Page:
THE PHYSIOLOGICAL EFFECTS OF ROSEMARY ON CONCENTRATION
Van De Hey, Dana
Journal of Advanced Student Sciences (JASS)
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The use of essential oils has recently been gaining in popularity due its inexpensive costs and the research-based claims that they have the ability to cause beneficial physiological and cognitive effects on their users. It has been proposed that exposure to essential oils can alter one’s physical state and improve cognitive ability. This study examines the physiological and cognitive effects that may arise from the use of one of the most popular essential oils: Rosmarinus officinalis L., or more commonly known as rosemary. Previous research holds that exposure to rosemary may cause increased sympathetic nervous system activity. It has also been demonstrated that increased physiological activity leads to increased cognition. These seemingly unrelated studies led to the hypothesis that rosemary will produce an increase in sympathetic activity and ultimately yield an increase in concentration. An experiment was conducted on the students of the University of Wisconsin-Madison. The participants were exposed to water or rosemary while taking a concentration test. Their heart rate, skin conductance, and respiratory rate were recorded. The results of our experiment were statistically insignificant, and did not support findings described in previous studies.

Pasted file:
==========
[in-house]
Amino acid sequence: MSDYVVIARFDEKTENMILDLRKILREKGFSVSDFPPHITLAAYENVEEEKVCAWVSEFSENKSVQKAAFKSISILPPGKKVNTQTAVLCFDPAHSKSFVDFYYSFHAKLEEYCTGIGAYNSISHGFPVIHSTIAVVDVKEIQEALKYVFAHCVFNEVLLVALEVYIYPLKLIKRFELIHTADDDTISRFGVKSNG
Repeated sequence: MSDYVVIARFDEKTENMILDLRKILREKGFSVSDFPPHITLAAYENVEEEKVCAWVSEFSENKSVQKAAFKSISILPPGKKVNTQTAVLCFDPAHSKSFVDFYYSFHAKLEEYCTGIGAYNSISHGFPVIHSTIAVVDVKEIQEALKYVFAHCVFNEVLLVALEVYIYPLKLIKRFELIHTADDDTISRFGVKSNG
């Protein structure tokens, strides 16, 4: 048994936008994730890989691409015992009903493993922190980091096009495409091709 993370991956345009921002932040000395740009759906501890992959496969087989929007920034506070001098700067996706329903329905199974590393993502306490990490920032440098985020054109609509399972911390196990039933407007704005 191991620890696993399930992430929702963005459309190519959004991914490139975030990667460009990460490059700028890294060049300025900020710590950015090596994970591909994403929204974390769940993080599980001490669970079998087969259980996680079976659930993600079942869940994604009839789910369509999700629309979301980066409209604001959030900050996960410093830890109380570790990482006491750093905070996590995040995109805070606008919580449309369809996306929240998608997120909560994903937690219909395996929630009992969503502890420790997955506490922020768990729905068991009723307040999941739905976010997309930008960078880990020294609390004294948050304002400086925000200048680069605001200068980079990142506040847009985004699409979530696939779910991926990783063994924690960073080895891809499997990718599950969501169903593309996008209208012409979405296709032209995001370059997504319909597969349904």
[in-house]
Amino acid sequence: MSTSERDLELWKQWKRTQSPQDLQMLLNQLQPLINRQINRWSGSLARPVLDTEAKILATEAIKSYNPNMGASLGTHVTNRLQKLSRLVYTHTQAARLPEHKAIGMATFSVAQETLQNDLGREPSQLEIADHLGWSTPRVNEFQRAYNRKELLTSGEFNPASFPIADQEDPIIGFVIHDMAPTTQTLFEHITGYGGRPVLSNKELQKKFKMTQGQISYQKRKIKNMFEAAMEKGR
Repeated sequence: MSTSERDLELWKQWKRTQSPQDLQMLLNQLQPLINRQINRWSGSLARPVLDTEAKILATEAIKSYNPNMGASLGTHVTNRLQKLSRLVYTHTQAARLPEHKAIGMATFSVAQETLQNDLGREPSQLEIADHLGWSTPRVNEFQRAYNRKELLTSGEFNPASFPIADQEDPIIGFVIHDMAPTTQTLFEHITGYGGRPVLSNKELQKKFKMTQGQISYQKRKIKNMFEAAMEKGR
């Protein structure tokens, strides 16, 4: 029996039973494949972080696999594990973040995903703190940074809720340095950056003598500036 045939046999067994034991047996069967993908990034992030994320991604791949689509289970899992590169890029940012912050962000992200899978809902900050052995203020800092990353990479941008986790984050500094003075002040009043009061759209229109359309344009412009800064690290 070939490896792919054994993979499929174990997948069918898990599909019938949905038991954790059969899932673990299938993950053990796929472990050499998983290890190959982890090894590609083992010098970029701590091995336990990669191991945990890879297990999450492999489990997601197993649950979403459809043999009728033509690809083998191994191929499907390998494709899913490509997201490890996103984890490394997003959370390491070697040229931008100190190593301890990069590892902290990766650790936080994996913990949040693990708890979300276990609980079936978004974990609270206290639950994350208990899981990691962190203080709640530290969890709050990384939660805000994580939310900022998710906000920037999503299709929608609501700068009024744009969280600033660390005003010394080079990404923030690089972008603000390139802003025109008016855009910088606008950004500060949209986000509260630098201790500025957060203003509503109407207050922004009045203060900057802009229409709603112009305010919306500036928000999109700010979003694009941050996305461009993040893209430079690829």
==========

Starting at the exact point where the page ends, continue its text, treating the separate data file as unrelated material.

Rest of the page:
ElectroDermal Activity (EDA)
Sympathetic Nervous System